The overnight ferry arrived in Roscoff early the next morning and we were a little tired, hungover and hungry, but rather than stop immediately to fuel up, we headed in the vague direction of where the EuroVelo route started. The EuroVelo routes are a network of long-distance cycle routes which cover nearly every corner of Europe. Some, like those in France, are completed and offer some of the best uninterrupted, traffic-free, cycling in Europe. Others are still in development, but it’s a great initiative which is getting Europe moving.
The level of signposting varies and our initial experience lead us to believe we were in for a long few weeks; we couldn’t find the start of the route. However, we finally found the sign which refers to the Vélodyssée and we set off.
Our first stop was to be Morlaix, a small but pretty town 30km from the ferry port. Here we planned to have a quick pitstop and head off to our first overnight port of call on the tour, somewhere close to a town called Carhaix, a further 50km away.
The scenery was magnificent, the air was fresh and there wasn’t another person to be seen. I myself hadn't really prepared for a trip of this magnitude, so I was aware that I might struggle with the distances early on, but what I hadn’t taken into account was that our third friend, who turned up in the 11th hour, hadn’t cycled one bit. His euphoria of initially joining up with us for this trip soon relinquished and, to this date, I still firmly believe he holds the record for the quickest person to verbally throw in the towel on this cycle route. At around 5km, the words ‘it’s over’ were muttered time and time again. To his credit, we did manage to drag him, against his will, a further 70km that day to our end point. After a three hour ‘pitstop’ we finally ended the first day’s cycling as the light was fading and we arrived at our campsite, just short of our intended destination.
A friendly French man had seen we were a bit lost prior to this and had not only directed us towards the campsite, but also, realising there were no shops open, had driven to a supermarket and met us at the campsite with a crate of food and drinks. The first of many kind gestures on this trip.
The next morning I awoke having slept like a baby. However, unfortunately the previous day’s endeavours had taken its toll on our friend and we only managed to cycle a further 10km that day to a B&B for him to rest up. We were already about 50 km behind on our itinerary and we’d been cycling for just over 24 hours. Over the next 36 hours (in which we didn’t move any further and essentially gave up on our itinerary) our third friend became ill and decided he was to head home on a train, via Paris. A book could be written about those first few days and i’m sure it would be well received. Much of what we’d anticipated for the trip had not gone to plan, but we were still confident we could push on and gain on our lost kilometres.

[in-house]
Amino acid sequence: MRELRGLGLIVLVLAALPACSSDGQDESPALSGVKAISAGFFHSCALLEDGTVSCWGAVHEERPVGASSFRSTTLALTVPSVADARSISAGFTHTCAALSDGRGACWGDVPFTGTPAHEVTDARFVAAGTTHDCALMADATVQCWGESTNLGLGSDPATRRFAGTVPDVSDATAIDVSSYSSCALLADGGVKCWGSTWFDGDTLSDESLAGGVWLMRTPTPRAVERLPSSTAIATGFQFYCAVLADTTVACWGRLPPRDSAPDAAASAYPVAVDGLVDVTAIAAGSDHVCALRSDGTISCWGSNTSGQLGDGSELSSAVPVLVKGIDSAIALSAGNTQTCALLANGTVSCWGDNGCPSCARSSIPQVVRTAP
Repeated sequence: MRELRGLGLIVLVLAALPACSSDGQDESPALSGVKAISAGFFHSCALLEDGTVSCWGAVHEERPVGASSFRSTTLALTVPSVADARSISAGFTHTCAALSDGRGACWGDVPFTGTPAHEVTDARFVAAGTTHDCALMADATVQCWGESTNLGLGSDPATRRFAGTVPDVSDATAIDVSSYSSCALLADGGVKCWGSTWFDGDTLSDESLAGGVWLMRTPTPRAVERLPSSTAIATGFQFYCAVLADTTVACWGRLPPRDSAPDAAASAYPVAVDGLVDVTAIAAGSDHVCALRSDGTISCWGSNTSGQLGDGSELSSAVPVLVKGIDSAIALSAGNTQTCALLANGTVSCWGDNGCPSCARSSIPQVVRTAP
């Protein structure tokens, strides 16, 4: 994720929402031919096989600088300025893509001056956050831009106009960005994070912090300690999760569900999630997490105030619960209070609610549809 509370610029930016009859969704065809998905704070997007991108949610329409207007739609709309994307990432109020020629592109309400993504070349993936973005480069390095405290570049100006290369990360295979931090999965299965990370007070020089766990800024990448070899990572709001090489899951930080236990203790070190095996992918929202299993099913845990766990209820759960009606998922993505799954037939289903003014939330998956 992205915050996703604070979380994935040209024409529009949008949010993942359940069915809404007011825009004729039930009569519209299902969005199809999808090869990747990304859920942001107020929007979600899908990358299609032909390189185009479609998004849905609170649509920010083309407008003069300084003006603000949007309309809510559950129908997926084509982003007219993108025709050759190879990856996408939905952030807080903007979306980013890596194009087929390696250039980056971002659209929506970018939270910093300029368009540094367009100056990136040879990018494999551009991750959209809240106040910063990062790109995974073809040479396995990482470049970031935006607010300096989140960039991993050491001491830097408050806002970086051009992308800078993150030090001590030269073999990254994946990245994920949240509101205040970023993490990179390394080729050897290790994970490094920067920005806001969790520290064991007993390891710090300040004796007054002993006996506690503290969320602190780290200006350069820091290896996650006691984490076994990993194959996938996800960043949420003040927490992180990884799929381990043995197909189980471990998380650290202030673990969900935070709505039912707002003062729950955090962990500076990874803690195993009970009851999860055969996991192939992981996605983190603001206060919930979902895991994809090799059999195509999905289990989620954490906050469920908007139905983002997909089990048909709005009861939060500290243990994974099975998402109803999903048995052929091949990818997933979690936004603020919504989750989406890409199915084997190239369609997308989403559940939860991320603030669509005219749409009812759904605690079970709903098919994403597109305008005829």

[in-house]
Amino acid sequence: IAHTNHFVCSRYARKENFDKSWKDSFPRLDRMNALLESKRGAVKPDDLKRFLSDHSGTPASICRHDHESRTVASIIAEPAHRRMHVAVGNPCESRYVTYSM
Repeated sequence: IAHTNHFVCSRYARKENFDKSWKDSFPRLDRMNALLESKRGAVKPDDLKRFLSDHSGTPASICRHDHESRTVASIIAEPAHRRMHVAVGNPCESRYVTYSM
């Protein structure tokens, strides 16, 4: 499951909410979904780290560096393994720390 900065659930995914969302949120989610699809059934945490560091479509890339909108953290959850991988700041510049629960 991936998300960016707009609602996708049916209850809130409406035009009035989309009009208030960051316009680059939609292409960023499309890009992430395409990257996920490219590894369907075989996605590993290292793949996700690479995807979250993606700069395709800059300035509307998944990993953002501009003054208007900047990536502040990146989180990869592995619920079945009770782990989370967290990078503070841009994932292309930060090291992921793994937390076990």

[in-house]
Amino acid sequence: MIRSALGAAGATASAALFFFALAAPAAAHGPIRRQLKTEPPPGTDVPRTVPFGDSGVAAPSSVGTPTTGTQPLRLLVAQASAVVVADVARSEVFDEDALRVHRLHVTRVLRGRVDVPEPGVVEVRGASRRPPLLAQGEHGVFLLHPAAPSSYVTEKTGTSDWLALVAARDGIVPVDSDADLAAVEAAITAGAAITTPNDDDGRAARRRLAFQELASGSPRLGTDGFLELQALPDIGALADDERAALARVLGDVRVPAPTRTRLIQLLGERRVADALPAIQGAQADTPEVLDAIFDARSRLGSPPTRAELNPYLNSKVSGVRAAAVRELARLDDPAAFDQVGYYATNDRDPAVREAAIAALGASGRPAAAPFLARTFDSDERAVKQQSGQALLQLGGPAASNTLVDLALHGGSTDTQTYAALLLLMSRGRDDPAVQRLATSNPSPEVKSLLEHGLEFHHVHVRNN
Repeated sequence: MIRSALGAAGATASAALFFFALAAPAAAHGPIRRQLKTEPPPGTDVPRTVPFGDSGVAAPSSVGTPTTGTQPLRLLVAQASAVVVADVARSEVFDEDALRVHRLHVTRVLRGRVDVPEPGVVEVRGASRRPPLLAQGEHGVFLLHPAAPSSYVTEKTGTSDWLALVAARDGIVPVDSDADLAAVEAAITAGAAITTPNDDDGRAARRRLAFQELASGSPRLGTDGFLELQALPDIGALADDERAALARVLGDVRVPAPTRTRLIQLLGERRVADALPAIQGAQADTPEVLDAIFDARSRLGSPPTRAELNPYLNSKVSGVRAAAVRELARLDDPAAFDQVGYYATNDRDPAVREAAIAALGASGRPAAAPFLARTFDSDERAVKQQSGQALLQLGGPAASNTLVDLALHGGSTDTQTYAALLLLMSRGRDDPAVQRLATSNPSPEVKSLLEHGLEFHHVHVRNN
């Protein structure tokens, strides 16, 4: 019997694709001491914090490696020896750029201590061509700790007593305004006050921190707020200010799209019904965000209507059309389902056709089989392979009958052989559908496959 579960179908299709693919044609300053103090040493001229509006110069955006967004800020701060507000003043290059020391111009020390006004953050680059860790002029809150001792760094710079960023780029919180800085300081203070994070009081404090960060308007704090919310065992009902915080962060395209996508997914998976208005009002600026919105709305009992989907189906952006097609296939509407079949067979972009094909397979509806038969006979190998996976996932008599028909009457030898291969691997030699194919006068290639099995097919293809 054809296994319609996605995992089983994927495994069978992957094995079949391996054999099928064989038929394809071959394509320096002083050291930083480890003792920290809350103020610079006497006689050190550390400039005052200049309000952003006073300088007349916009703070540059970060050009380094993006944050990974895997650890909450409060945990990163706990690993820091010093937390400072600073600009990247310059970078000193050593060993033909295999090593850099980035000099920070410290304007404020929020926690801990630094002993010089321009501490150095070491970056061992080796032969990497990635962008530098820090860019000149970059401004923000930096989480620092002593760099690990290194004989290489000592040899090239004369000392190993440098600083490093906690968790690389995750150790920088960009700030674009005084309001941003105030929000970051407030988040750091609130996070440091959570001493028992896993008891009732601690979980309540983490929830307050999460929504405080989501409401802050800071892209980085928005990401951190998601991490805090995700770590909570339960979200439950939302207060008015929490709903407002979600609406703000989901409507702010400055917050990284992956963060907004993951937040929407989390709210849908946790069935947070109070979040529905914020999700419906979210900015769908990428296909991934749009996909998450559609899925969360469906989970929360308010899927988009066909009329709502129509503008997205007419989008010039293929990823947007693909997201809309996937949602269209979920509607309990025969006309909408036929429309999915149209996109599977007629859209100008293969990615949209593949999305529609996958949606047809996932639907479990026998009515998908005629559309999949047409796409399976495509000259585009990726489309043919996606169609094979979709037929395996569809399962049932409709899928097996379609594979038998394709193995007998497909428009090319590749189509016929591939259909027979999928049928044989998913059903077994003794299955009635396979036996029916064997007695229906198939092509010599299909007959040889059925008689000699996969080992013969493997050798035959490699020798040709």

Over the next two days, covering about 90km, we got back into the swing of things and cycled towards a town called Pontivy. The first day’s cycling had gone relatively well and we’d reached a town called Glomel at around 6pm. We went to our campsite and got a pitch off of the campsite owner and went over to pitch our tent. Now, I don’t claim to be a genius, but pitching a tent is quite a hard thing to achieve when you realise the tent has been left in the B&B some 45km away. This was something I had to take the blame for as it was my turn to carry it, but I having been caught up in sending our friend off to Paris i’d managed to leave some luggage behind, some important luggage.
I went to speak to the French campsite owner to see if he could book me a taxi to Carhaix, but he said it would be too expensive and insisted on driving me himself. Just another great act of kindness we received on the trip. Having got to Carhaix I realised I had no idea where the B&B was, apart from being on a river, which isn’t helpful when the whole town is essentially on the river. I’d come in from a different direction on a bike route, and hadn’t really acclimatised myself with the town. The campsite owner was very relaxed though and eventually we found it and the emergency was over. The campsite owner also refused any payment for his help. So, if you’re ever camping in the Glomel region of France, please stay here.
We realised that if we were to arrive at our end point on time (Madrid for the beginning of the 2014 World Cup), we’d need to quite substantially increase the amount fo kilometres we were doing and probably have less time to enjoy the surroundings and the towns. We had a choice; consider this trip a holiday or a challenge. We quickly decided upon the former and worked out a new way in which we could gently launch ourselves back on course.
There were no trains from Pontivy, only buses which wouldn’t take our bikes, so we had to cycle to the nearest train station (don’t worry we weren’t getting the train all the way to Spain, Just to La Rochelle). The nearest train station was in Vannes, a lovely town in the south of Brittany. This took us off the cycle route and onto a main road, which wasn't the most pleasant of experiences, but French drivers treat cyclists like royalty and provide you with ample space when overtaking.
Our new itinerary was to cycle from La Rochelle to Irun, in Spain, at a more leisurely pace that what we had originally planned. Once we were on the train there was no looking back and we were excited to arrive in our new location with the hope of a slightly improved climate, glorious beaches and the beginning of the holiday.